• Send article to Kindle

      To send this article to your Kindle, first ensure no-reply@cambridge.org is added to your Approved Personal Document E-mail List under your Personal Document Settings on the Manage Your Content and Devices page of your Amazon account. Then enter the ‘name’ part of your Kindle email address below. Find out more about sending to your Kindle. Find out more about sending to your Kindle.

      Note you can select to send to either the @free.kindle.com or @kindle.com variations. ‘@free.kindle.com’ emails are free but can only be sent to your device when it is connected to wi-fi. ‘@kindle.com’ emails can be delivered even when you are not connected to wi-fi, but note that service fees apply.

      Find out more about the Kindle Personal Document Service.

      Growth, body composition, hormonal and metabolic status in lambs treated long-term with growth hormone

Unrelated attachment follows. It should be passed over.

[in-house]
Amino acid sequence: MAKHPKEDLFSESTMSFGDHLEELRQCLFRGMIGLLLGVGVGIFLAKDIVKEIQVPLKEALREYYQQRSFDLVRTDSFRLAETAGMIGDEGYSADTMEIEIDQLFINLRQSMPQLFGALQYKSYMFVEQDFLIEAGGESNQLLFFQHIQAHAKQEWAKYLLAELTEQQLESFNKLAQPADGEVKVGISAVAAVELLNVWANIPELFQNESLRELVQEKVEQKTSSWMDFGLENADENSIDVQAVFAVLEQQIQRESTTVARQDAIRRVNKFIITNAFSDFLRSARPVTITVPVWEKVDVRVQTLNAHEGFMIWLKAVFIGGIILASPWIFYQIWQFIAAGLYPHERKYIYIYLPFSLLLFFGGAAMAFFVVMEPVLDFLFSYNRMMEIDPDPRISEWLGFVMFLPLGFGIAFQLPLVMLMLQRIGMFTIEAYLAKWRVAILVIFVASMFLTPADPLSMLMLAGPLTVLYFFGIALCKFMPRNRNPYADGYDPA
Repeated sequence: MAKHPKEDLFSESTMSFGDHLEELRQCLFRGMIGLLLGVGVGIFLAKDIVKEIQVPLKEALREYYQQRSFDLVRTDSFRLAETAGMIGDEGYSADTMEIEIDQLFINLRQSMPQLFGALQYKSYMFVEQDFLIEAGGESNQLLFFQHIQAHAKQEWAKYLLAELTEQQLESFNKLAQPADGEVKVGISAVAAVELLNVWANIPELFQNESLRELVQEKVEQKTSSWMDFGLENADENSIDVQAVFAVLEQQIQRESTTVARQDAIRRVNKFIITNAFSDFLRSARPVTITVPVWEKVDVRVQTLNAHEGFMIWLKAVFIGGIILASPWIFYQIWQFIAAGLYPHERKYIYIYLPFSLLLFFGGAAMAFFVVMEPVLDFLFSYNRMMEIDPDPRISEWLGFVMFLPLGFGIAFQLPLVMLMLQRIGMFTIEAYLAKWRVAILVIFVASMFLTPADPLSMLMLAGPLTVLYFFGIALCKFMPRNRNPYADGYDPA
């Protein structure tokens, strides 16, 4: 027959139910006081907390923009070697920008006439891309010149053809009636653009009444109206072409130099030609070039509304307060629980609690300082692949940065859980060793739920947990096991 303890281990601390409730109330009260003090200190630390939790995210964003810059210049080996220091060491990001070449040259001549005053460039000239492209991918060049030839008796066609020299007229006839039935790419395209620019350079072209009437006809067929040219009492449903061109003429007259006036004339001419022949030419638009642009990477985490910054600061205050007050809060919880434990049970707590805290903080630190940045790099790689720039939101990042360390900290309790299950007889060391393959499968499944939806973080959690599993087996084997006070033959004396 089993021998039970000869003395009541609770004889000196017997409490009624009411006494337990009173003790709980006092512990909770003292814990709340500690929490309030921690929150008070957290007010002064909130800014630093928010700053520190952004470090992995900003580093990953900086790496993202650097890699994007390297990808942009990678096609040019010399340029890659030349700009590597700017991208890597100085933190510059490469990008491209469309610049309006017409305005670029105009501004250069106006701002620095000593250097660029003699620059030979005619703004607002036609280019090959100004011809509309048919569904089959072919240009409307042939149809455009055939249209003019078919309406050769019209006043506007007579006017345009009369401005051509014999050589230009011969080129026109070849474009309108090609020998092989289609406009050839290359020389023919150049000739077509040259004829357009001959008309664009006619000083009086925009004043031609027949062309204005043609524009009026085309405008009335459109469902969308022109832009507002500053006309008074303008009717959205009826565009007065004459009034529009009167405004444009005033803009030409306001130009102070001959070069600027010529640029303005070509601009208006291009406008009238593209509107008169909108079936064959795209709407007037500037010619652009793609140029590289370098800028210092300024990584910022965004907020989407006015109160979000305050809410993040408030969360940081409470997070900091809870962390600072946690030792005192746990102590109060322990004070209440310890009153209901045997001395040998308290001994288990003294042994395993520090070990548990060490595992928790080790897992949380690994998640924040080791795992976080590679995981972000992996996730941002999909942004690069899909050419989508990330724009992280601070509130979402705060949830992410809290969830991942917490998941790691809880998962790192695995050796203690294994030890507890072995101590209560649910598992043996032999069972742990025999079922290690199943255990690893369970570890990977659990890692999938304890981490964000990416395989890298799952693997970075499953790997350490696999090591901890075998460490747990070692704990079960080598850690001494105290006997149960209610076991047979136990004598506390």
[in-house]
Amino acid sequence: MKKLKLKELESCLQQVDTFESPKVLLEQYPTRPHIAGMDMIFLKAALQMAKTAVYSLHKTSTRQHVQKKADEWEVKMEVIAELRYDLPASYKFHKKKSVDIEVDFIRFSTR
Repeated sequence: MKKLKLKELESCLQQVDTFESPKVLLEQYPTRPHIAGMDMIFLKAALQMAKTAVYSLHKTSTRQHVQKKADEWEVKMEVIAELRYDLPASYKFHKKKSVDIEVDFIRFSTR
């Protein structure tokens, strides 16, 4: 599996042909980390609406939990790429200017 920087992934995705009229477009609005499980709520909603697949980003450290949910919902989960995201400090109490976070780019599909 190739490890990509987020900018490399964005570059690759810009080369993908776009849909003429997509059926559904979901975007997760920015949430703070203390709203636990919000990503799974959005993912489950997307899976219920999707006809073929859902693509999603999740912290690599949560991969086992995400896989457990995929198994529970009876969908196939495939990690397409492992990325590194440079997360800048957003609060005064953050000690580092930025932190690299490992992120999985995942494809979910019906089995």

Available formats
      ×

      Send article to Dropbox

      To send this article to your Dropbox account, please select one or more formats and confirm that you agree to abide by our usage policies. If this is the first time you use this feature, you will be asked to authorise Cambridge Core to connect with your <service> account. Find out more about sending content to Dropbox.

      Growth, body composition, hormonal and metabolic status in lambs treated long-term with growth hormone
      Available formats
      ×

      Send article to Google Drive

      To send this article to your Google Drive account, please select one or more formats and confirm that you agree to abide by our usage policies. If this is the first time you use this feature, you will be asked to authorise Cambridge Core to connect with your <service> account. Find out more about sending content to Google Drive.

      Growth, body composition, hormonal and metabolic status in lambs treated long-term with growth hormone